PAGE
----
Let’s get it straight.
Long before Richard Nixon’s “war on drugs” was a campaign against cannabis – it has a longer history led by Harry Anslinger in the 1930s. While many of his claims are now known to be false and openly racist, Anslinger’s push to criminalize cannabis led to misconceptions many people still insist are true today.
Those stereotypes are slowly breaking down, thanks to countless studies, growing usage and legalization. Below we break down some of the biggest myths about cannabis.
Myth: Cannabis is a gateway drug
Perhaps the biggest myth often associated with cannabis is that it leads to the usage of harder drugs. While it may be true that many illicit drug users started with cannabis and alcohol, correlation does not equal causality. In fact, some studies have shown that medical cannabis can help reduce the use of other drugs as a substitute for opioid-based medications and pharmaceuticals. As far as being linked to drug abuse or use of illicit drugs, there’s no conclusive evidence that cannabis is related at all.
Myth: All cannabis makes you high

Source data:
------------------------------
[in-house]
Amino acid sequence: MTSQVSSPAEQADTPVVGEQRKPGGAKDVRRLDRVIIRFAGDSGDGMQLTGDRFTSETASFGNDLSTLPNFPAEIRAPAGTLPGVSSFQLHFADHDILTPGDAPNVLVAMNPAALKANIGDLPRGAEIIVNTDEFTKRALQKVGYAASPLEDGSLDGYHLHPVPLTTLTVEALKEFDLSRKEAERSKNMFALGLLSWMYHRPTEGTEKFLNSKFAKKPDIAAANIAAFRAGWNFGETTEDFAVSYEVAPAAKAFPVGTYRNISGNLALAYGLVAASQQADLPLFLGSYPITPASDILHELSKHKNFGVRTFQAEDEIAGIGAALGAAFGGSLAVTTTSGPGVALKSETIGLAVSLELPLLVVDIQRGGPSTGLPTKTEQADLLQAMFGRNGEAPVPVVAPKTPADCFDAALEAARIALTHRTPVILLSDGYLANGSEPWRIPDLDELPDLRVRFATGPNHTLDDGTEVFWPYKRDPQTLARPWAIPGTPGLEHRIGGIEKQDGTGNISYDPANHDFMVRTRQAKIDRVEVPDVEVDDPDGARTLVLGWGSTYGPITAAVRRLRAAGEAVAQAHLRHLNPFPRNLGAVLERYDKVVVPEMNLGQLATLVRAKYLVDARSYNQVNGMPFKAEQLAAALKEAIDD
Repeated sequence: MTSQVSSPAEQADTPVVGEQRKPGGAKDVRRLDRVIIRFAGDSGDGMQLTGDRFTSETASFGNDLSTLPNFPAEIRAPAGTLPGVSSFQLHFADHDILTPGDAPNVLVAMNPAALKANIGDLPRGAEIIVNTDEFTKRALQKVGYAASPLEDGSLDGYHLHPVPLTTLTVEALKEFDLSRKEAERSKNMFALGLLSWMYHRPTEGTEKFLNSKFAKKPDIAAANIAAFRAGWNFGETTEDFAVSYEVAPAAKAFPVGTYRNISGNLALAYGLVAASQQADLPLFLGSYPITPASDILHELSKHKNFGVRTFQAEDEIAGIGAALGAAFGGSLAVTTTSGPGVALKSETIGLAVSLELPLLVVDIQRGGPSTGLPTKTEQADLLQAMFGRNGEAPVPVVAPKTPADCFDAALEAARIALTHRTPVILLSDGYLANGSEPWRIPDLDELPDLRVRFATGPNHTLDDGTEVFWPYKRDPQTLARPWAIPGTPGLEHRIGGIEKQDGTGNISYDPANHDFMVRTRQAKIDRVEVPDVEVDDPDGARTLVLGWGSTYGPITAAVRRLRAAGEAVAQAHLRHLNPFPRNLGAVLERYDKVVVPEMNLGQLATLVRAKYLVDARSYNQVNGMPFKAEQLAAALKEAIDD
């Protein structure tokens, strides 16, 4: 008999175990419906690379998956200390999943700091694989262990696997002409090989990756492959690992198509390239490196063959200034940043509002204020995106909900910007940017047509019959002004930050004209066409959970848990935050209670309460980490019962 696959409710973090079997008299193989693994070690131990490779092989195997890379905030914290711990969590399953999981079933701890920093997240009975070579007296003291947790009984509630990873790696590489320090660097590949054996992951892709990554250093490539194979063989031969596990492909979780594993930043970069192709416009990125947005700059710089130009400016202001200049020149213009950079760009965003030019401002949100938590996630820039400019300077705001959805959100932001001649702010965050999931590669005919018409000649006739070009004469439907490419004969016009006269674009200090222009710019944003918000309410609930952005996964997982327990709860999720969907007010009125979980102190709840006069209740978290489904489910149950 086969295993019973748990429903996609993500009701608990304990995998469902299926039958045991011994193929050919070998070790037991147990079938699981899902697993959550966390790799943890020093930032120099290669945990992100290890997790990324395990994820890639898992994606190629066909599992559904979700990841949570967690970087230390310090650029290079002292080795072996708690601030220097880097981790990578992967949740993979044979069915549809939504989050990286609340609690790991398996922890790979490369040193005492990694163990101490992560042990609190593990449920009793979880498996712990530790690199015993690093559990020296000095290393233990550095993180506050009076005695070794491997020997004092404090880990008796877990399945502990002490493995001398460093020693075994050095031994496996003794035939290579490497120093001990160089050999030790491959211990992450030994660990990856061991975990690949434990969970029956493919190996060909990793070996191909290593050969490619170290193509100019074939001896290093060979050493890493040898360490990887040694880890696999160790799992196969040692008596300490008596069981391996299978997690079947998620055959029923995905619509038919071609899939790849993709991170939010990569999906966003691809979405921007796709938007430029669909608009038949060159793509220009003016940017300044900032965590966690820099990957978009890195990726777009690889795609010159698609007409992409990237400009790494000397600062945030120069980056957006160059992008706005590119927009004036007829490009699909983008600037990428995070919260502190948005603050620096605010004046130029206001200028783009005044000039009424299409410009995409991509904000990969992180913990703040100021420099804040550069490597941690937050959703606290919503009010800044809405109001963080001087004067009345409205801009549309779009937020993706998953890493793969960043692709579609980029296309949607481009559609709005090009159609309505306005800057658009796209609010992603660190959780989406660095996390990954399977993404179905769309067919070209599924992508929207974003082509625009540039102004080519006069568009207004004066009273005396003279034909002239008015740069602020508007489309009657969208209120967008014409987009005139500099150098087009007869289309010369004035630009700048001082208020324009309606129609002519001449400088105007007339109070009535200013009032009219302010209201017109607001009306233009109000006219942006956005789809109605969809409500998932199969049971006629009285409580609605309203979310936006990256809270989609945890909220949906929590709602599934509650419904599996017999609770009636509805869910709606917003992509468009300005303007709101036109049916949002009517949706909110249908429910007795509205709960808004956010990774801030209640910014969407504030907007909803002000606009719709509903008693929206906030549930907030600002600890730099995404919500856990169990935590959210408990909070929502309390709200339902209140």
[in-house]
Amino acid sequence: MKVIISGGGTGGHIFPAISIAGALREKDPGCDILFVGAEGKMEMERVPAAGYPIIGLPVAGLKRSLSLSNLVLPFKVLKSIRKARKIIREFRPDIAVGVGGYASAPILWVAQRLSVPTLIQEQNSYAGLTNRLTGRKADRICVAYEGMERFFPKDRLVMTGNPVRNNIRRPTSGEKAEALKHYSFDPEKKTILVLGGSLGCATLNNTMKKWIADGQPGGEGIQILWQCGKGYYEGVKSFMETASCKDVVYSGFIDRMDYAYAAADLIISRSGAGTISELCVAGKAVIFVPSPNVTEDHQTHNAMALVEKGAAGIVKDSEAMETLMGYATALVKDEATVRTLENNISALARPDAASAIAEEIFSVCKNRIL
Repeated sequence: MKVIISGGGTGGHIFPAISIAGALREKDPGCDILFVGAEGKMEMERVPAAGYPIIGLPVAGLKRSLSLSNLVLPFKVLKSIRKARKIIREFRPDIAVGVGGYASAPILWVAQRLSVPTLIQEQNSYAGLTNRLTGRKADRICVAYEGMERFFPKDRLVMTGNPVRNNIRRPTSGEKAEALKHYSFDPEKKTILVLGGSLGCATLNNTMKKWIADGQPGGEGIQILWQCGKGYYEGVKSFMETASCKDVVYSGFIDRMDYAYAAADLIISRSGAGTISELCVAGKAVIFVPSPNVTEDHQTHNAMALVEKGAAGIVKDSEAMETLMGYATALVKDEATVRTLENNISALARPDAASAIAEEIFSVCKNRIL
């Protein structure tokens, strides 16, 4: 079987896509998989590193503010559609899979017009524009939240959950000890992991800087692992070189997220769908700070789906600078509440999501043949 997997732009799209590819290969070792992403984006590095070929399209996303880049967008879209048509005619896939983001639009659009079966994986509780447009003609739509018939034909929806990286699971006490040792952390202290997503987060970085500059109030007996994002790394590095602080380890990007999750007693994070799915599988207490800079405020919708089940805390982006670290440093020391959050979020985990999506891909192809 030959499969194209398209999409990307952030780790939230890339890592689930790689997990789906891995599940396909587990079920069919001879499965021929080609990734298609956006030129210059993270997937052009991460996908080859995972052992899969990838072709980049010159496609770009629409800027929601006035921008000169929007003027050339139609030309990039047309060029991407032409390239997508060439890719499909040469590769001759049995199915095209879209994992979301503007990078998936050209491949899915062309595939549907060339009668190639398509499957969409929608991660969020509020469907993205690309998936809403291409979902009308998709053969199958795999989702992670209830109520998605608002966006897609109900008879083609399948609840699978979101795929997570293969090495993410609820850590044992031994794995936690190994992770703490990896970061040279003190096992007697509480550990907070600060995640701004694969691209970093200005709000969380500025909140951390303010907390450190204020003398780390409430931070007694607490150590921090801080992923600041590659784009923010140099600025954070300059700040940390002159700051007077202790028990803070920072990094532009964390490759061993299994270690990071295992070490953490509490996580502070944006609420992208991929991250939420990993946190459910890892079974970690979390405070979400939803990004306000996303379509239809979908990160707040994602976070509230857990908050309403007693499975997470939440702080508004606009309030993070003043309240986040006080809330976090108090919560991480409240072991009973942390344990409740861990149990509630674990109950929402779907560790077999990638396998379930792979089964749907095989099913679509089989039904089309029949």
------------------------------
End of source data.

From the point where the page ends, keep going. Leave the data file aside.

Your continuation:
While it’s true that consuming some cannabis produces a “high” effect, not all cannabis is psychoactive. THC, or Tetrahydrocannabinol, is one of over 100 cannabinoids identified in cannabis, and is the principal psychoactive constituent. However, CBD, or Cannabidiol, doesn’t produce a high at all. Often, CBD can help counter the psychoactive effects of THC.
Myth: Cannabis makes you lazy
Of course, the “lazy stoner” stereotype has persisted for a long time, but there hasn’t been any truth to it found. Study after study comparing groups where half were cannabis users and half never touched cannabis have found no significant difference when it came to motivation or energy levels. A “lazy stoner” might just be a lazy person.
Myth: Cannabis changes your brain
There has been no compelling data showing that cannabis alone causes structural changes to the brain, and a recent study from the University of Louisville showed that long-term and heavy cannabis use did not kill brain cells. In fact, antioxidants that are neuro-protective have been found in the cannabis plant, meaning cannabis may be helpful in promoting growth of new brain cells.
Myth: Cannabis is addictive
For years, the “pothead” stereotype has supported the idea that increased cannabis use promotes dependency, which is simply not true for the majority of users. Of course a small percentage of users (less than 10 per cent) consider themselves dependent on cannabis, but that number is far less than the number of cigarette smokers dependent on tobacco and drinkers dependent on alcohol. Addiction is more common with younger users, but compared to alcohol, tobacco and illicit drugs, cannabis use is significantly less habit forming.